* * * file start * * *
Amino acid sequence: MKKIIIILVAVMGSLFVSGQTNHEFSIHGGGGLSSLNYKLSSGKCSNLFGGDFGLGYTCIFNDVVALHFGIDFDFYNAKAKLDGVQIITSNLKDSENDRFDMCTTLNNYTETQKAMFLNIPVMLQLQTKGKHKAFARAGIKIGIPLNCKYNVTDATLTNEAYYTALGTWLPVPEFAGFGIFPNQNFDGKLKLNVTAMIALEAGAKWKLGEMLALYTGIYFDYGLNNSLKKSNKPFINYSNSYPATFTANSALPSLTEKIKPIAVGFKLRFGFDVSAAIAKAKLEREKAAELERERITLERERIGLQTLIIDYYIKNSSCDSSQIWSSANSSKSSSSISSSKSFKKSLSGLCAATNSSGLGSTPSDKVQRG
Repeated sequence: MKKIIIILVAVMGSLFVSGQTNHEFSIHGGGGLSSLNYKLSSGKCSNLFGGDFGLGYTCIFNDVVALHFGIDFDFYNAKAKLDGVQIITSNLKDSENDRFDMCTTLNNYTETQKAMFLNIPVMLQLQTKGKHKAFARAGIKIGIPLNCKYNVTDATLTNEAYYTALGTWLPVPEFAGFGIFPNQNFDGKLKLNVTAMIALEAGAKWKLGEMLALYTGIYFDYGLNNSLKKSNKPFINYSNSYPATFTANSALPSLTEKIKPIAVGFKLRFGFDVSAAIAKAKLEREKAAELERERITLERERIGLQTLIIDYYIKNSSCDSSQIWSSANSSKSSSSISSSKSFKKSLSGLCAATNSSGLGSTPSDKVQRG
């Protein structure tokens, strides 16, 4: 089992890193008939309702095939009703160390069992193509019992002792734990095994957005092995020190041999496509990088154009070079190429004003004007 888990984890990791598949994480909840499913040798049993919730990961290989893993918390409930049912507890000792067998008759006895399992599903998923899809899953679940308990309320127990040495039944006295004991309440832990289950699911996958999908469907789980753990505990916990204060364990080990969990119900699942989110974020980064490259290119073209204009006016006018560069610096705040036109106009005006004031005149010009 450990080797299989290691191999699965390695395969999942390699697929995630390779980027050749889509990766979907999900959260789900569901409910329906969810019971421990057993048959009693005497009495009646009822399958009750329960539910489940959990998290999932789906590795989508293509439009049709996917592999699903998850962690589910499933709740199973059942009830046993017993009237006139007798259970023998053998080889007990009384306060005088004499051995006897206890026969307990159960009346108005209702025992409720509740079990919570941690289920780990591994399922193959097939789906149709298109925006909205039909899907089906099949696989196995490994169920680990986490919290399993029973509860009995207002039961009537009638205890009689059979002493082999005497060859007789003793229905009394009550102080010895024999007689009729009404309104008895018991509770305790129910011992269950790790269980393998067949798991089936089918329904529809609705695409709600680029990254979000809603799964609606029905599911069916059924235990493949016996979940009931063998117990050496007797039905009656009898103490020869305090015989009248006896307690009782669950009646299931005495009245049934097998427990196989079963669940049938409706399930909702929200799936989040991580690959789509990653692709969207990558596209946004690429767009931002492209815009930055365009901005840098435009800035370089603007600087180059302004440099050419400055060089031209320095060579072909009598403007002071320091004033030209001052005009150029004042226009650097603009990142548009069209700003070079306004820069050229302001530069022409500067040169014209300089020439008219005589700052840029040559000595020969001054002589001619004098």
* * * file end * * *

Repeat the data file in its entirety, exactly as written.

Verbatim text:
Amino acid sequence: MKKIIIILVAVMGSLFVSGQTNHEFSIHGGGGLSSLNYKLSSGKCSNLFGGDFGLGYTCIFNDVVALHFGIDFDFYNAKAKLDGVQIITSNLKDSENDRFDMCTTLNNYTETQKAMFLNIPVMLQLQTKGKHKAFARAGIKIGIPLNCKYNVTDATLTNEAYYTALGTWLPVPEFAGFGIFPNQNFDGKLKLNVTAMIALEAGAKWKLGEMLALYTGIYFDYGLNNSLKKSNKPFINYSNSYPATFTANSALPSLTEKIKPIAVGFKLRFGFDVSAAIAKAKLEREKAAELERERITLERERIGLQTLIIDYYIKNSSCDSSQIWSSANSSKSSSSISSSKSFKKSLSGLCAATNSSGLGSTPSDKVQRG
Repeated sequence: MKKIIIILVAVMGSLFVSGQTNHEFSIHGGGGLSSLNYKLSSGKCSNLFGGDFGLGYTCIFNDVVALHFGIDFDFYNAKAKLDGVQIITSNLKDSENDRFDMCTTLNNYTETQKAMFLNIPVMLQLQTKGKHKAFARAGIKIGIPLNCKYNVTDATLTNEAYYTALGTWLPVPEFAGFGIFPNQNFDGKLKLNVTAMIALEAGAKWKLGEMLALYTGIYFDYGLNNSLKKSNKPFINYSNSYPATFTANSALPSLTEKIKPIAVGFKLRFGFDVSAAIAKAKLEREKAAELERERITLERERIGLQTLIIDYYIKNSSCDSSQIWSSANSSKSSSSISSSKSFKKSLSGLCAATNSSGLGSTPSDKVQRG
């Protein structure tokens, strides 16, 4: 089992890193008939309702095939009703160390069992193509019992002792734990095994957005092995020190041999496509990088154009070079190429004003004007 888990984890990791598949994480909840499913040798049993919730990961290989893993918390409930049912507890000792067998008759006895399992599903998923899809899953679940308990309320127990040495039944006295004991309440832990289950699911996958999908469907789980753990505990916990204060364990080990969990119900699942989110974020980064490259290119073209204009006016006018560069610096705040036109106009005006004031005149010009 450990080797299989290691191999699965390695395969999942390699697929995630390779980027050749889509990766979907999900959260789900569901409910329906969810019971421990057993048959009693005497009495009646009822399958009750329960539910489940959990998290999932789906590795989508293509439009049709996917592999699903998850962690589910499933709740199973059942009830046993017993009237006139007798259970023998053998080889007990009384306060005088004499051995006897206890026969307990159960009346108005209702025992409720509740079990919570941690289920780990591994399922193959097939789906149709298109925006909205039909899907089906099949696989196995490994169920680990986490919290399993029973509860009995207002039961009537009638205890009689059979002493082999005497060859007789003793229905009394009550102080010895024999007689009729009404309104008895018991509770305790129910011992269950790790269980393998067949798991089936089918329904529809609705695409709600680029990254979000809603799964609606029905599911069916059924235990493949016996979940009931063998117990050496007797039905009656009898103490020869305090015989009248006896307690009782669950009646299931005495009245049934097998427990196989079963669940049938409706399930909702929200799936989040991580690959789509990653692709969207990558596209946004690429767009931002492209815009930055365009901005840098435009800035370089603007600087180059302004440099050419400055060089031209320095060579072909009598403007002071320091004033030209001052005009150029004042226009650097603009990142548009069209700003070079306004820069050229302001530069022409500067040169014209300089020439008219005589700052840029040559000595020969001054002589001619004098």